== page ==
There are several different types of light fixtures to suit specific lighting needs and selecting the right ones for your use can be a bit challenging. Lighting fixtures can be classified by their application, mounting location, how they’re installed, or their lamp type. The following are some standard classifications.
Interior Light Fixtures
This type of lighting fixture typically has a low ingress protection rating (IP20-44) and would be damaged if exposed to outdoor weather directly. It includes all categories of light fixtures from ceiling, wall, under cabinet lights and floor mounted fixtures.
Exterior Light Fixtures
These are lights for use in the building exteriors. They typically have a high ingress protection rating (IP55-68) and perform even when exposed to the weather. These include all categories of light fixtures from ceiling, wall and floor mounted fixtures. Underwater fixtures like pool lights, linear strip lights, etc. are in this category as well and would have an ingress protection rating IP68.
Ceiling Mounted Fixtures
Wall Mounted Fixtures
Wall mounted lights or sconces can serve a variety of lighting needs including ambient, task and accent lighting. These light fixtures are very popular both in exteriors and interiors. Often, these lights are designed to match chandeliers or other light fixtures and offered as a set. These fixtures can be recessed or surface mounted.
Furniture Mounted Fixtures
These are light fixtures specifically used under cabinets for display or are table lamps, desk lamps or lights within furniture. Under cabinet lights can be used for a task or as accent lighting. Generally, such lights are used in display cabinets to provide accent lighting for three dimensional artifacts or objects. They’re also popular in kitchen cabinets, entertainment units, and book shelves.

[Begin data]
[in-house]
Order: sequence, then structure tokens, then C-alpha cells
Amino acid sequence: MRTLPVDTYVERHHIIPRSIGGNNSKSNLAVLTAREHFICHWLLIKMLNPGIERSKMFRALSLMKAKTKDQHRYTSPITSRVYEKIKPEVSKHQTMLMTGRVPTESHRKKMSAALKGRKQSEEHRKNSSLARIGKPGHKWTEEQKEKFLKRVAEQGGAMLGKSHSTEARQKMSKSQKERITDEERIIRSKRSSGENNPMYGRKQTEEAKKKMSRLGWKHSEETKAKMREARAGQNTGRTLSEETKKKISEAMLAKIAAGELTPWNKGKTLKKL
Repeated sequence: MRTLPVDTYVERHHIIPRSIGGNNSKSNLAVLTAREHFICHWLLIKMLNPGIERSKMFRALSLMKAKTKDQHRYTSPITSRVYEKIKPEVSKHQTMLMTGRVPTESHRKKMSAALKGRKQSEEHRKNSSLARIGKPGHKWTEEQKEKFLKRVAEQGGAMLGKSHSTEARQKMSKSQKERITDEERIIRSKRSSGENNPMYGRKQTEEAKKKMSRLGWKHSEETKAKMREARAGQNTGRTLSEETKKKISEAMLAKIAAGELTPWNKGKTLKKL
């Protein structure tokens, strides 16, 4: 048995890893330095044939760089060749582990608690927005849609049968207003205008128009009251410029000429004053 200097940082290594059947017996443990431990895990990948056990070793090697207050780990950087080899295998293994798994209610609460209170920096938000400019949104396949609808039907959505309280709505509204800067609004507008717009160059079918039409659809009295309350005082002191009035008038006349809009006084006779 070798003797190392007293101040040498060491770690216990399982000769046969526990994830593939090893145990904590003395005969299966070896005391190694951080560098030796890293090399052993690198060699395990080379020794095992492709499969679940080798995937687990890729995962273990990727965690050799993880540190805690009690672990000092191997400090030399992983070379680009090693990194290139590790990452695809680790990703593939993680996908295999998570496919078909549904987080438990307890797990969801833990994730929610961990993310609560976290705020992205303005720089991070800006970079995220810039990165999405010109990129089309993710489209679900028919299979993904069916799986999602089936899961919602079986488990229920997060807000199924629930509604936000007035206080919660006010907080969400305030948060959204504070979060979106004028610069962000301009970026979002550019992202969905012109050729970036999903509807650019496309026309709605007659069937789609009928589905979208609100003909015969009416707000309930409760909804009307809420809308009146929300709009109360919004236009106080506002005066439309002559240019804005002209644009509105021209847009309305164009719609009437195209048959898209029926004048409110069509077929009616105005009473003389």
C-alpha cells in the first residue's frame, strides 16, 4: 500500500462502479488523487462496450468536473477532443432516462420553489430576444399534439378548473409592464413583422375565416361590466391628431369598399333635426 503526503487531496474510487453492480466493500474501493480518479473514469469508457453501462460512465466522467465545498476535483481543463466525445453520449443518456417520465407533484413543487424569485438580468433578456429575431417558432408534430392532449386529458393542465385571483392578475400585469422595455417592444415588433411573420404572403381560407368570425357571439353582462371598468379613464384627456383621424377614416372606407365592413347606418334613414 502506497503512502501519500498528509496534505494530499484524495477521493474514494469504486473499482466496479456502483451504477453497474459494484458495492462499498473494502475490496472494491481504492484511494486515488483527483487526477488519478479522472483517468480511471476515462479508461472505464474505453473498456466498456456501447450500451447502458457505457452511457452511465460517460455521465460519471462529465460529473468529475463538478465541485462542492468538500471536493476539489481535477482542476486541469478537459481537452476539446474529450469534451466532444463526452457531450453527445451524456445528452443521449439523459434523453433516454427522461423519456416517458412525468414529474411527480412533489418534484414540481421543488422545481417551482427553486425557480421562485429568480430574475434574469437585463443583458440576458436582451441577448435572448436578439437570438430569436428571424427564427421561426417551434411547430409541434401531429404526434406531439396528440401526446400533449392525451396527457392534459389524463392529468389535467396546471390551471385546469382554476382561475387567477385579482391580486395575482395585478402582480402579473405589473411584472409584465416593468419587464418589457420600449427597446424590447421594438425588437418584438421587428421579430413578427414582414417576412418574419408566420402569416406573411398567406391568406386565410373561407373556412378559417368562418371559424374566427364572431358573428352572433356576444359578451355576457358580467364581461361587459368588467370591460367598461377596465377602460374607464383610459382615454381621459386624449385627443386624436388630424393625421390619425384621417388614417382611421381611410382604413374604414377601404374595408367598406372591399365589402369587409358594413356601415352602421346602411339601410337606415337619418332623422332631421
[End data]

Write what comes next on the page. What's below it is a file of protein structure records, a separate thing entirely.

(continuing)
Floor Mounted Fixtures
Floor fixtures serve a wide range of lighting needs for interior and exterior applications. Recessed or surface mounted uplights, decorative floor lamps, bollards, and spike lights. Street lights come under this category. Uplights and spike lights are used to provide accent light to walls, facades, planters and for landscaping. Decorative floor lamps, bollards and street lights provide ambient light.
To get the most out of a ceiling fan, it’s important to select the right size. Choose a 36 inch diameter fan if the room dimension is 12 feet or less, choose a 42 inch diameter fan if the room dimension is 12 to 15 feet, and choose a 52 inch diameter fan if the room dimension is 15 to 18 feet. Fans should run clockwise in winter (to move warm air off of the ceiling) and counterclockwise in summer (to create a cool breeze). Fan blades determine the amount of air being circulated. The blade pitch is also important, as it along with the blade span is what determines the degree a fan cools a room. The steeper the pitch, the more effective the fan will be in moving the air. Look for blade pitches that are between 11° and 16° and weighed and matched as a balanced set to avoid having your fan wobble. The greater the angle of the blade the more air circulation you will receive.
If the fan includes a light fixture, ensure that the circuit is able to handle both the fan and light. Also, look for the Energy Star label which indicates that air moves 20% more efficiently than other models.